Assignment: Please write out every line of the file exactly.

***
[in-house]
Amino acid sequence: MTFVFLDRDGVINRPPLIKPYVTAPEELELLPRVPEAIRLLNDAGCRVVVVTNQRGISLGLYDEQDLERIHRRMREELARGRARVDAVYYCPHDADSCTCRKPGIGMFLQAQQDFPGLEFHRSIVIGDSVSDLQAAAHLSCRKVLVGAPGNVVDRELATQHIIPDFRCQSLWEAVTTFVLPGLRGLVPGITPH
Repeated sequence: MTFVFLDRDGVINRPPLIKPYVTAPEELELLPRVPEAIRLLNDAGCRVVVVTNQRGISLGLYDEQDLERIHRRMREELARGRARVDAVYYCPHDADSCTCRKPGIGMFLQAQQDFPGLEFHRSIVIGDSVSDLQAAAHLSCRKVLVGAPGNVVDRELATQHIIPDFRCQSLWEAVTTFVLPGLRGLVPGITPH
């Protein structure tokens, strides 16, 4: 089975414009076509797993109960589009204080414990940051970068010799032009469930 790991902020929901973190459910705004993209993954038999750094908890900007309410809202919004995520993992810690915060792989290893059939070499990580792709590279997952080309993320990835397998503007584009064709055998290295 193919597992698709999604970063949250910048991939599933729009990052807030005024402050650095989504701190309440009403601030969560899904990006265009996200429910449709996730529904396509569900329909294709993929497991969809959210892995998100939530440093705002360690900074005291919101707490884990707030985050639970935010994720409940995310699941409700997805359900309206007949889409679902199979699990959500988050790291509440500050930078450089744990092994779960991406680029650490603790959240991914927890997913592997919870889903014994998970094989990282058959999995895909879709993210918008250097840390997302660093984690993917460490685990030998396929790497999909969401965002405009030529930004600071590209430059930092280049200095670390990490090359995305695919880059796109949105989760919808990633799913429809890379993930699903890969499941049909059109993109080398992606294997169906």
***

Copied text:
[in-house]
Amino acid sequence: MTFVFLDRDGVINRPPLIKPYVTAPEELELLPRVPEAIRLLNDAGCRVVVVTNQRGISLGLYDEQDLERIHRRMREELARGRARVDAVYYCPHDADSCTCRKPGIGMFLQAQQDFPGLEFHRSIVIGDSVSDLQAAAHLSCRKVLVGAPGNVVDRELATQHIIPDFRCQSLWEAVTTFVLPGLRGLVPGITPH
Repeated sequence: MTFVFLDRDGVINRPPLIKPYVTAPEELELLPRVPEAIRLLNDAGCRVVVVTNQRGISLGLYDEQDLERIHRRMREELARGRARVDAVYYCPHDADSCTCRKPGIGMFLQAQQDFPGLEFHRSIVIGDSVSDLQAAAHLSCRKVLVGAPGNVVDRELATQHIIPDFRCQSLWEAVTTFVLPGLRGLVPGITPH
């Protein structure tokens, strides 16, 4: 089975414009076509797993109960589009204080414990940051970068010799032009469930 790991902020929901973190459910705004993209993954038999750094908890900007309410809202919004995520993992810690915060792989290893059939070499990580792709590279997952080309993320990835397998503007584009064709055998290295 193919597992698709999604970063949250910048991939599933729009990052807030005024402050650095989504701190309440009403601030969560899904990006265009996200429910449709996730529904396509569900329909294709993929497991969809959210892995998100939530440093705002360690900074005291919101707490884990707030985050639970935010994720409940995310699941409700997805359900309206007949889409679902199979699990959500988050790291509440500050930078450089744990092994779960991406680029650490603790959240991914927890997913592997919870889903014994998970094989990282058959999995895909879709993210918008250097840390997302660093984690993917460490685990030998396929790497999909969401965002405009030529930004600071590209430059930092280049200095670390990490090359995305695919880059796109949105989760919808990633799913429809890379993930699903890969499941049909059109993109080398992606294997169906």